Mixing Opioids

Opioids are often cut, or mixed, with other illicit substances for added potency. For example, Heroin, fentanyl, or carfentanil are often mixed with cocaine—often times unknown to the user. This means someone can get heroin with fentanyl, or even more potent, carfentanil and not know what to expect once the combination of drugs hits their system. As a result of “cutting drugs”, many individuals with substance abuse disorders are much more likely to overdose and often do.

Who Is at Risk for Opioid Abuse?

Opioids impact not only the individuals with substance use disorders, but also their friends and families. Individuals most likely to suffer opioid abuse, or opioid-related deaths are:

  • Non-Hispanic Whites
  • 18 to 25-year olds
  • Men
  • People abusing cocaine
  • People abusing prescription opioids
  • People using prescription opioids for severe injuries
  • People with a history of drug and alcohol use

Individuals in the above categories may develop a tolerance to synthetic opioids from prescription opioids. Once their tolerance for prescription opioids increases, they may crave stronger substances. Many begin their journey into heroin abuse from prescription opioids for injuries. Once patients lack access to prescription pain medication, some search streets for alternatives like cheap bags of heroin, or worse, fentanyl. Black Americans are less likely to be victims of opioid abuse, for reasons including that doctors don’t prescribe them medication due to racial biases.

Women And Opioid Abuse

Women who battle opioid abuse endure unique gender-related risks that can impact many lives. Firstly, women are more likely to be prescribed opioids as they are more likely to experience chronic pain. Long-term effects of opioid abuse can range from dangerous to extremely tragic.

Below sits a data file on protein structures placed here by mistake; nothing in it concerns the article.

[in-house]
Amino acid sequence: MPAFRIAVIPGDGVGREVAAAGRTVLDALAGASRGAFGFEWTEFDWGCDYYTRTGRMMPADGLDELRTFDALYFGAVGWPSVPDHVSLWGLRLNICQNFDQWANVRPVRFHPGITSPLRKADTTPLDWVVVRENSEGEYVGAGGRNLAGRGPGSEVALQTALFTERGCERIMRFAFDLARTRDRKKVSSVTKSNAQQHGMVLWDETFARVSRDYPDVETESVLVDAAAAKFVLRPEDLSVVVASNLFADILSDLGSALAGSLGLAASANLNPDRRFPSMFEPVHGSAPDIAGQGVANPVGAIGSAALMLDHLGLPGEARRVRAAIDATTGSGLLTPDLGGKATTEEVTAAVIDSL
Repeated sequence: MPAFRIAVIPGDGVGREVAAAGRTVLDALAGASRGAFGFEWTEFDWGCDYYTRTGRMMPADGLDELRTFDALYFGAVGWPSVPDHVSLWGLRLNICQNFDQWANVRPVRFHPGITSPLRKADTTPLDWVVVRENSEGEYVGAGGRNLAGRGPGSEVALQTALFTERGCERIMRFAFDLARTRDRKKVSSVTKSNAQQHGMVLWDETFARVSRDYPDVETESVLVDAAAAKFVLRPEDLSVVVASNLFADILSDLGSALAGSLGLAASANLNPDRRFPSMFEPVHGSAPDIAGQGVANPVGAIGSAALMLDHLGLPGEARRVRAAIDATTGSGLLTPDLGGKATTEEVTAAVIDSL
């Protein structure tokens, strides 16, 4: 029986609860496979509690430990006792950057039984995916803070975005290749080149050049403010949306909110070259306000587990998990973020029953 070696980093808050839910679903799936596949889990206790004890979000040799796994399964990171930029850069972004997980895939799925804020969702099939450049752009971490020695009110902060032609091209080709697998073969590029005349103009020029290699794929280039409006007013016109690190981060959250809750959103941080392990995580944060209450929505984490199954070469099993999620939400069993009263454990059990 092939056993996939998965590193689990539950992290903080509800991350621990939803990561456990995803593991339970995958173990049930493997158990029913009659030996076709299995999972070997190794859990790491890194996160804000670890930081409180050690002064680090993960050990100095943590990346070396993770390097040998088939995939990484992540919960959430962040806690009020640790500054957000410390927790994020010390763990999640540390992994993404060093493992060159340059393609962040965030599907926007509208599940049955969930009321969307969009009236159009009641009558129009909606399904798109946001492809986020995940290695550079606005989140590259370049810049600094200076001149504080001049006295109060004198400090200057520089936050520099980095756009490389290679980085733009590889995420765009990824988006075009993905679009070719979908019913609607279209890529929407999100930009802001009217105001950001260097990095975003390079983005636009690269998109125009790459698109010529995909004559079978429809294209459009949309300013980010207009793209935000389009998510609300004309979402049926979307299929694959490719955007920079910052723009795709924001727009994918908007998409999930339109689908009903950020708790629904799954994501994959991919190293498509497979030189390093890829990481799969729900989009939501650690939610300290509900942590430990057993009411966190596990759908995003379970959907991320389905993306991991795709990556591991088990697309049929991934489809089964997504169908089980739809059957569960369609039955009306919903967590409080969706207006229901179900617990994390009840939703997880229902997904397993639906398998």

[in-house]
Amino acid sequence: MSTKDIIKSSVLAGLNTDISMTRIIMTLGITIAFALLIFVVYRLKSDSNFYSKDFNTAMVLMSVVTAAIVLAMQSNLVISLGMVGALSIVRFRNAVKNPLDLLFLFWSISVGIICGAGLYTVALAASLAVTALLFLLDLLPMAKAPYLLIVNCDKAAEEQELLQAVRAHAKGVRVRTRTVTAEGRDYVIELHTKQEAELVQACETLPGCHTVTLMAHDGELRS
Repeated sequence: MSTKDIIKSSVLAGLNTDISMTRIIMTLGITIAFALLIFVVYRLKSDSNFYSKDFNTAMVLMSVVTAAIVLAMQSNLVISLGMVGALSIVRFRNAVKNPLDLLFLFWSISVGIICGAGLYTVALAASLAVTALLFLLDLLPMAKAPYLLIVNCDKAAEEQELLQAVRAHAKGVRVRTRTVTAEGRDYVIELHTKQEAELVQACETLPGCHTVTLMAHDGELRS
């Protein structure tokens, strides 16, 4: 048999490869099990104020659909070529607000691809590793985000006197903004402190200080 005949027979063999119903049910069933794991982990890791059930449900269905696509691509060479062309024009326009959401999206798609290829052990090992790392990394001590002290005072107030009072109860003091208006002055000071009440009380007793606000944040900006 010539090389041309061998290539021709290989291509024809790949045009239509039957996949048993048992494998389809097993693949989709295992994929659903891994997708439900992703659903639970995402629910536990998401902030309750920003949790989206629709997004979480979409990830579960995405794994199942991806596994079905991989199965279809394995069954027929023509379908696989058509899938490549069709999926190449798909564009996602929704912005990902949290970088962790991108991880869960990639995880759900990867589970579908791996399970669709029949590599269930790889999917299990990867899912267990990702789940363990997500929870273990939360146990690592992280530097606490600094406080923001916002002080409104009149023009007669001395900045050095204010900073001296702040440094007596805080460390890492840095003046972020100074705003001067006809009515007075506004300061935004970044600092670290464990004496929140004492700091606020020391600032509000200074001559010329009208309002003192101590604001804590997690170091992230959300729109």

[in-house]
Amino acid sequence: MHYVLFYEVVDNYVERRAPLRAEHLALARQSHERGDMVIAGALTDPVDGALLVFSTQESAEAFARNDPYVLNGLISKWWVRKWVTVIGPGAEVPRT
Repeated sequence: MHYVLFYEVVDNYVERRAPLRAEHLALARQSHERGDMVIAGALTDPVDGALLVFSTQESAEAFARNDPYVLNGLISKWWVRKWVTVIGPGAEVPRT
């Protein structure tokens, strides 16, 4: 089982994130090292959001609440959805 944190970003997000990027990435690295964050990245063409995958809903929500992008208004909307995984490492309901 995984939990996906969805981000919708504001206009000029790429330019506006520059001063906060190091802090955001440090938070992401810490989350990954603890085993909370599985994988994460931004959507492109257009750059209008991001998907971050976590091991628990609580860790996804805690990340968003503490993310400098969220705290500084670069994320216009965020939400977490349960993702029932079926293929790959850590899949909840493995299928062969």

Women who abuse opioids are more at risk for exploitation and violence if living on the streets. Women abusing heroin may become so desperate for the substance, they run away from homes and families. Their lives can take a turn for the worse. They may make decisions they may never have made, exposing themselves to dangerous people and become homeless. Other women may resort to crimes to support their substance abuse disorders.

Expectant mothers who use prescription opioids subject themselves to addiction, along with their unborn babies. When mothers give birth to babies while using opioids, babies are born with symptoms such as:

  • Excessive crying
  • Slow weight gain
  • Fever
  • Irritability
  • Vomiting
  • Death

Babies who are born addicted, shake violently, often need hospitalization and medications like morphine for relief.

The public health crisis affects many Americans; however, there are many alternatives for chronic pain. People with chronic pain can consider safe and non-habit-forming methods to recover. People can explore options by speaking with their doctor or entering rehab for complete treatment of substance use disorders. Individuals suffering withdrawal or afraid to stop abusing opioids can additionally seek treatment.